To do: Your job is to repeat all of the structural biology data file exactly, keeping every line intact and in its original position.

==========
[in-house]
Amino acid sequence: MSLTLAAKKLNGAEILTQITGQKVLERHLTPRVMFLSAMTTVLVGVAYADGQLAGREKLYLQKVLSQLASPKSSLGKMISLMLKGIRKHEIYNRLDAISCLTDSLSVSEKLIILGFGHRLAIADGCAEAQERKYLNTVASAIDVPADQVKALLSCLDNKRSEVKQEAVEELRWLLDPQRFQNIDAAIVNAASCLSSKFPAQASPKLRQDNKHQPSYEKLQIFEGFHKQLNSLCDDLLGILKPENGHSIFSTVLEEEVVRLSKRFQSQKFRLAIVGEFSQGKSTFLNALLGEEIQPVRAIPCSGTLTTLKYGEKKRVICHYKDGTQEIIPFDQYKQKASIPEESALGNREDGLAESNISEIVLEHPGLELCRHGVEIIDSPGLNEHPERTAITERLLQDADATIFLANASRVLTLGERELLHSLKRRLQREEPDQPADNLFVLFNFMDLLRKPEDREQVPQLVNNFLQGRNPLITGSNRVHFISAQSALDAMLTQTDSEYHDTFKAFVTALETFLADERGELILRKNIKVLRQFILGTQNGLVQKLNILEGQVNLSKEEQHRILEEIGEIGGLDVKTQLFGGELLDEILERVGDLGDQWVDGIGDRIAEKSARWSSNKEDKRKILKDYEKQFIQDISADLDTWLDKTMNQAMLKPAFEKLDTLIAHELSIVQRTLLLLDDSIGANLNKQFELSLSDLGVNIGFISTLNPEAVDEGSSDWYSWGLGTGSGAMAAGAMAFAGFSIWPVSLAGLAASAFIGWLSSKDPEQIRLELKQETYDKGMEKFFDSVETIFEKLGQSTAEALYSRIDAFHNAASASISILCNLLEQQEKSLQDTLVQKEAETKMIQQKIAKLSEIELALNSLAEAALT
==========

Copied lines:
[in-house]
Amino acid sequence: MSLTLAAKKLNGAEILTQITGQKVLERHLTPRVMFLSAMTTVLVGVAYADGQLAGREKLYLQKVLSQLASPKSSLGKMISLMLKGIRKHEIYNRLDAISCLTDSLSVSEKLIILGFGHRLAIADGCAEAQERKYLNTVASAIDVPADQVKALLSCLDNKRSEVKQEAVEELRWLLDPQRFQNIDAAIVNAASCLSSKFPAQASPKLRQDNKHQPSYEKLQIFEGFHKQLNSLCDDLLGILKPENGHSIFSTVLEEEVVRLSKRFQSQKFRLAIVGEFSQGKSTFLNALLGEEIQPVRAIPCSGTLTTLKYGEKKRVICHYKDGTQEIIPFDQYKQKASIPEESALGNREDGLAESNISEIVLEHPGLELCRHGVEIIDSPGLNEHPERTAITERLLQDADATIFLANASRVLTLGERELLHSLKRRLQREEPDQPADNLFVLFNFMDLLRKPEDREQVPQLVNNFLQGRNPLITGSNRVHFISAQSALDAMLTQTDSEYHDTFKAFVTALETFLADERGELILRKNIKVLRQFILGTQNGLVQKLNILEGQVNLSKEEQHRILEEIGEIGGLDVKTQLFGGELLDEILERVGDLGDQWVDGIGDRIAEKSARWSSNKEDKRKILKDYEKQFIQDISADLDTWLDKTMNQAMLKPAFEKLDTLIAHELSIVQRTLLLLDDSIGANLNKQFELSLSDLGVNIGFISTLNPEAVDEGSSDWYSWGLGTGSGAMAAGAMAFAGFSIWPVSLAGLAASAFIGWLSSKDPEQIRLELKQETYDKGMEKFFDSVETIFEKLGQSTAEALYSRIDAFHNAASASISILCNLLEQQEKSLQDTLVQKEAETKMIQQKIAKLSEIELALNSLAEAALT